PROVIDENCE, R.I. (AP) — A renewable energy program run by Rhode Island's troubled Economic Development Corp. mismanaged grant money, failed to adequately monitor or report grants, and in some cases overpaid grant recipients, according to a state audit commissioned by Gov. Lincoln Chafee.
The report, released this month, concluded that the EDC's Renewable Energy Development Fund suffered from sloppy bookkeeping and an "informal management style" that created widespread accounting problems at the program between 2008 and 2012, the years reviewed in the audit.
The Renewable Energy Development Fund uses money paid by electricity customers to offer grants, loans and other incentives to companies and municipalities looking to boost renewable energy in Rhode Island. Most of the officials who oversaw the program between 2008 and 2012 have been replaced. Current EDC officials said that while the audit's findings are troubling, new rules for the program adopted in the past year should prevent such problems from recurring.
"I feel confident that we've made a good set of changes," said Marcel Valois, who took over as EDC director this year. "It's disappointing to see the shortfall in the procedures. But on the other hand it was very enlightening."
The EDC is the agency responsible for a $75 million loan guarantee given in 2010 to former Red Sox pitcher Curt Schilling's now-bankrupt video game company 38 Studios. Chafee has since replaced most of its board and appointed Valois to lead the agency. The energy program also has a new leader, Hannah Morini.
The audit found:
—The program routinely awarded more in grant money than its own rules allowed. Program rules allowed for $200,000 in annual grants for groups looking to hire consultants or conduct feasibility studies. Yet the grants for such work exceeded the cap in each of the four years reviewed in the audit. In total, the program awarded $1.5 million in these grants over the four years — nearly double the $800,000 maximum.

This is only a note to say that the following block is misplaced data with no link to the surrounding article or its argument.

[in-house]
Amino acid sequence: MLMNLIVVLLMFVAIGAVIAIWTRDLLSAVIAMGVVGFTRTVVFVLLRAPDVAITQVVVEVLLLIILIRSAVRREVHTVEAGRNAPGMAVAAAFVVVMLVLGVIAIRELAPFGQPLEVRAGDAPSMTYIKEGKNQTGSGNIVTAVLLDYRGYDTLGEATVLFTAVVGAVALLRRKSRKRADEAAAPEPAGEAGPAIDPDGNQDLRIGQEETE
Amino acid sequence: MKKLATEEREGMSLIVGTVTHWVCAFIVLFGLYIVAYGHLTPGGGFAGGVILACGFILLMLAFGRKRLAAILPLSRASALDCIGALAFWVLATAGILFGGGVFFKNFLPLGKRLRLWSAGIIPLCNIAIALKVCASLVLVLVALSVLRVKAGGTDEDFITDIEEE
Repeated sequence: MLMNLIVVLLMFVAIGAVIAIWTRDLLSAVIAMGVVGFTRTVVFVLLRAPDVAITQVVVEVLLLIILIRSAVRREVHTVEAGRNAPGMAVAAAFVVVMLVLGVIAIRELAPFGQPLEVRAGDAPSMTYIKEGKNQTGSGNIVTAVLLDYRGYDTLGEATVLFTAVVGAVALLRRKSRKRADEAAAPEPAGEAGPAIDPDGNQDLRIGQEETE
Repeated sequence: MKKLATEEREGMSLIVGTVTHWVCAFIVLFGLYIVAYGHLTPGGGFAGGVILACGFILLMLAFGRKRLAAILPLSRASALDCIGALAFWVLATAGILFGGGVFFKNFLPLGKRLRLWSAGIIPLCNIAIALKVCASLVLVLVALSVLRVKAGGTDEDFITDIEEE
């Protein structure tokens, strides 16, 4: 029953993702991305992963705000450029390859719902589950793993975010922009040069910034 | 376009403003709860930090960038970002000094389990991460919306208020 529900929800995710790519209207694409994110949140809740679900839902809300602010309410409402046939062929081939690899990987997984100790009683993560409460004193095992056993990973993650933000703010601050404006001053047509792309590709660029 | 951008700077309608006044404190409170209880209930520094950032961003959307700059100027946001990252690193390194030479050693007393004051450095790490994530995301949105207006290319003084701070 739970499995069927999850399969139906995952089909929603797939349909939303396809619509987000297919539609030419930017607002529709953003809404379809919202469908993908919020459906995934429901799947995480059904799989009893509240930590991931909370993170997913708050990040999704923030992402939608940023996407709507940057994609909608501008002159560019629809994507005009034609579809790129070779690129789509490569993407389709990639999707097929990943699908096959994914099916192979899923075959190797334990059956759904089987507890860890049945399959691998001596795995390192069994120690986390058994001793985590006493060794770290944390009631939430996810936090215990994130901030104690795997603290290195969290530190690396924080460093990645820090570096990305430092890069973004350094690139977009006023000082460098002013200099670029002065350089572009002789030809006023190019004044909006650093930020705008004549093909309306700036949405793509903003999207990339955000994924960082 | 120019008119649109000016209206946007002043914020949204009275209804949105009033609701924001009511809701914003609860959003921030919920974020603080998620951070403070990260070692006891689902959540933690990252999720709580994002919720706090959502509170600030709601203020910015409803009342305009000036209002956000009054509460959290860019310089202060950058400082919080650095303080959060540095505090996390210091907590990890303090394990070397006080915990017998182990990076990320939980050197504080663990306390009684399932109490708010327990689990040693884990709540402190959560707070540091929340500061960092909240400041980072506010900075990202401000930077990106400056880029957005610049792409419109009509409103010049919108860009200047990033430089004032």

—A $60,000 grant — to the Conservation Law Foundation — was approved by the program's director but not the EDC Board, even though all grants larger than $50,000 require board approval.
—Three groups received overpayments totaling $11,000. One group's consultant was paid three times for the same service.
—Program officials made no effort to collect $1 million owed to the program by eight groups who received loans or agreed to repay grants.
The audit concluded that many of the problems were caused by a failure to record and track the grants and loans given out to various groups. Because the program did not keep adequate records, the EDC Board was often given inaccurate or incomplete reports about grants and loans. In a 2012 report to the board, program officials failed to mention four grant recipients and gave incorrect numbers for three other grants.
"There was no process or system to account for (grant) awards, nor was there a process to track payment activity," the audit concludes.
Julian Dash, the energy program's manager from 2008 to 2012, said he hadn't read the audit, but he said many of its findings come down to how one interprets EDC and program rules.
"I would say that it is a difference in policy, rather than accounting," said Dash, who now works as a renewable energy consultant.
In the past year, the state and the EDC have changed the energy program, moving it under the EDC's financial services office and increasing the oversight by the EDC board. New accounting rules have been implemented, and other changes in grant rules have been adopted.
Chafee, a Democrat, asked state auditors to review the program after his administration began investigating the EDC in the wake of 38 Studios. His spokeswoman, Christine Hunsinger, said the governor is confident the new rules will improve the program.